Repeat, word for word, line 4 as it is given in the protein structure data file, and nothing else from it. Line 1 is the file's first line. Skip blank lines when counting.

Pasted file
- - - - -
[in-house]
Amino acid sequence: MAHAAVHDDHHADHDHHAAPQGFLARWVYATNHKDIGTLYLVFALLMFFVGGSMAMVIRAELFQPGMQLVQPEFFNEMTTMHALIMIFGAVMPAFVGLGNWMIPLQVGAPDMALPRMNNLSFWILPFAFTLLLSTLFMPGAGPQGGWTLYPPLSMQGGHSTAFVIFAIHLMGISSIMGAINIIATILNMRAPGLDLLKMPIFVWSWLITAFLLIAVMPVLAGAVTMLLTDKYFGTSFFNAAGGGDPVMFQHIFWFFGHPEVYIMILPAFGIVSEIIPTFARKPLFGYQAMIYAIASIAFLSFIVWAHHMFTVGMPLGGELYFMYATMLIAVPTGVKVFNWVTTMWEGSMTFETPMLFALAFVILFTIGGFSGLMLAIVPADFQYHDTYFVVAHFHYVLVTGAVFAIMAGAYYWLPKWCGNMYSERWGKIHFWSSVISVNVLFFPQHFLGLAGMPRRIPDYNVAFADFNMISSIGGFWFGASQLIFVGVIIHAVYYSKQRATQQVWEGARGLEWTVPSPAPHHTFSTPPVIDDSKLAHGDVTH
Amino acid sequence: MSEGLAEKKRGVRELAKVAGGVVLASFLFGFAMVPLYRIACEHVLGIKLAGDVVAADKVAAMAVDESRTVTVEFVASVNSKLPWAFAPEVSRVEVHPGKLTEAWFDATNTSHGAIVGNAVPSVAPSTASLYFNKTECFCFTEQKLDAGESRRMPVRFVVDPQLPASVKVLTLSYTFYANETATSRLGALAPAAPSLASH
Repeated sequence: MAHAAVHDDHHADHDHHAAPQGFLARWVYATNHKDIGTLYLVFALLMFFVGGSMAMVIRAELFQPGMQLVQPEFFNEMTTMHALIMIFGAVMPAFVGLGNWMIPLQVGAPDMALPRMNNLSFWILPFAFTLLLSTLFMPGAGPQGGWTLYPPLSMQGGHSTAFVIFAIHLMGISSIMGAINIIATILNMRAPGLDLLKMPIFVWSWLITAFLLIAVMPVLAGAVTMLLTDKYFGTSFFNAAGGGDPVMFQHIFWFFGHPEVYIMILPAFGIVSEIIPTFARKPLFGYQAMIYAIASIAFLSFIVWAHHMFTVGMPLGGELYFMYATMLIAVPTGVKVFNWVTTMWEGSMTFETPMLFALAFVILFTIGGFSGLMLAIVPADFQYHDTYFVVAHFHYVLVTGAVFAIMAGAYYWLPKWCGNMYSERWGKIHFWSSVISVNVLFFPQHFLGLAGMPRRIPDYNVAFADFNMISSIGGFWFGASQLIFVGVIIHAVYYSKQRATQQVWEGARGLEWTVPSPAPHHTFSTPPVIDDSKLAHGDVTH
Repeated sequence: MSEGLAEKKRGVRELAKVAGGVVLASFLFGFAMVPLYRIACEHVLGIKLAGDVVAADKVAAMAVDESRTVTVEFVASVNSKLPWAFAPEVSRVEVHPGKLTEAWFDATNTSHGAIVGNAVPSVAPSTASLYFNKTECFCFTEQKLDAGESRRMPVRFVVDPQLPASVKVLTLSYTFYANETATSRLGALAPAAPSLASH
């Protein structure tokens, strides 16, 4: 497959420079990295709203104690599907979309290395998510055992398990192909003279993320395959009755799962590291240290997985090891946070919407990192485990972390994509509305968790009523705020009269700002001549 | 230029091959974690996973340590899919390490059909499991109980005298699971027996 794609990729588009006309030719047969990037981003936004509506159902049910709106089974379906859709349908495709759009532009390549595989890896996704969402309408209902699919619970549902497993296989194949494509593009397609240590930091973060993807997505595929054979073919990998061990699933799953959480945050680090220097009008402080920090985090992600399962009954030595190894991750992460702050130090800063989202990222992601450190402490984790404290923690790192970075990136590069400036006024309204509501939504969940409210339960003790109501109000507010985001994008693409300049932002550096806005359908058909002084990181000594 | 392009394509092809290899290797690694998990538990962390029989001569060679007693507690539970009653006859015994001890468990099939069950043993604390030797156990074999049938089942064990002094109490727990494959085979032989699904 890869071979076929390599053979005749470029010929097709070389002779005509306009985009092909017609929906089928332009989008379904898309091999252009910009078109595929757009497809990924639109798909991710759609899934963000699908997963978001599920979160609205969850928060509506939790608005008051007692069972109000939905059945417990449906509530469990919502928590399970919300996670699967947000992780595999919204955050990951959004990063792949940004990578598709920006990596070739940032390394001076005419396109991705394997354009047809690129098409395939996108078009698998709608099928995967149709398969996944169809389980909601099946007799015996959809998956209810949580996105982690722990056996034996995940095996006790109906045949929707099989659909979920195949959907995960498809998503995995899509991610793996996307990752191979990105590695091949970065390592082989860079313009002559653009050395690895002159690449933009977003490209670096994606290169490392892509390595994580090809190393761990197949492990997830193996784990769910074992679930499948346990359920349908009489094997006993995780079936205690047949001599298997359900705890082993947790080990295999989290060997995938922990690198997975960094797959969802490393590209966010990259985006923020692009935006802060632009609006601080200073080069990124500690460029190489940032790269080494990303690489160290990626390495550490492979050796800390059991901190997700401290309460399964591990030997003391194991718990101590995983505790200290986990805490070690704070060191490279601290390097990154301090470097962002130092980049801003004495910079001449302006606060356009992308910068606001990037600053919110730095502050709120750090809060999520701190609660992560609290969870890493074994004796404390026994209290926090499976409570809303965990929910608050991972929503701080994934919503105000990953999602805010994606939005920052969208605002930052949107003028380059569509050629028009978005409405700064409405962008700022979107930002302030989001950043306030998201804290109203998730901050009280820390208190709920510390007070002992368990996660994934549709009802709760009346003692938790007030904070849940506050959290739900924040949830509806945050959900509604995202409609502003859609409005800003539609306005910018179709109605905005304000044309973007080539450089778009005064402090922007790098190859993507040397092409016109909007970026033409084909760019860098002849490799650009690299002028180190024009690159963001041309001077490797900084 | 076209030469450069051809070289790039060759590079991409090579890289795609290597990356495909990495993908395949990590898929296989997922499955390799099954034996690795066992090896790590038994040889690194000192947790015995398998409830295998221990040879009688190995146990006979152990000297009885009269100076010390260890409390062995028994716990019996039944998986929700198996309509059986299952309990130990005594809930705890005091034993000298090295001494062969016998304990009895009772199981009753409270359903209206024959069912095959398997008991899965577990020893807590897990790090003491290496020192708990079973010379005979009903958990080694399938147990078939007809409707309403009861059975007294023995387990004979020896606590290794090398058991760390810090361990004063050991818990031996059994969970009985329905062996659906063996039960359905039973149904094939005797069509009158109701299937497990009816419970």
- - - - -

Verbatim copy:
Repeated sequence: MAHAAVHDDHHADHDHHAAPQGFLARWVYATNHKDIGTLYLVFALLMFFVGGSMAMVIRAELFQPGMQLVQPEFFNEMTTMHALIMIFGAVMPAFVGLGNWMIPLQVGAPDMALPRMNNLSFWILPFAFTLLLSTLFMPGAGPQGGWTLYPPLSMQGGHSTAFVIFAIHLMGISSIMGAINIIATILNMRAPGLDLLKMPIFVWSWLITAFLLIAVMPVLAGAVTMLLTDKYFGTSFFNAAGGGDPVMFQHIFWFFGHPEVYIMILPAFGIVSEIIPTFARKPLFGYQAMIYAIASIAFLSFIVWAHHMFTVGMPLGGELYFMYATMLIAVPTGVKVFNWVTTMWEGSMTFETPMLFALAFVILFTIGGFSGLMLAIVPADFQYHDTYFVVAHFHYVLVTGAVFAIMAGAYYWLPKWCGNMYSERWGKIHFWSSVISVNVLFFPQHFLGLAGMPRRIPDYNVAFADFNMISSIGGFWFGASQLIFVGVIIHAVYYSKQRATQQVWEGARGLEWTVPSPAPHHTFSTPPVIDDSKLAHGDVTH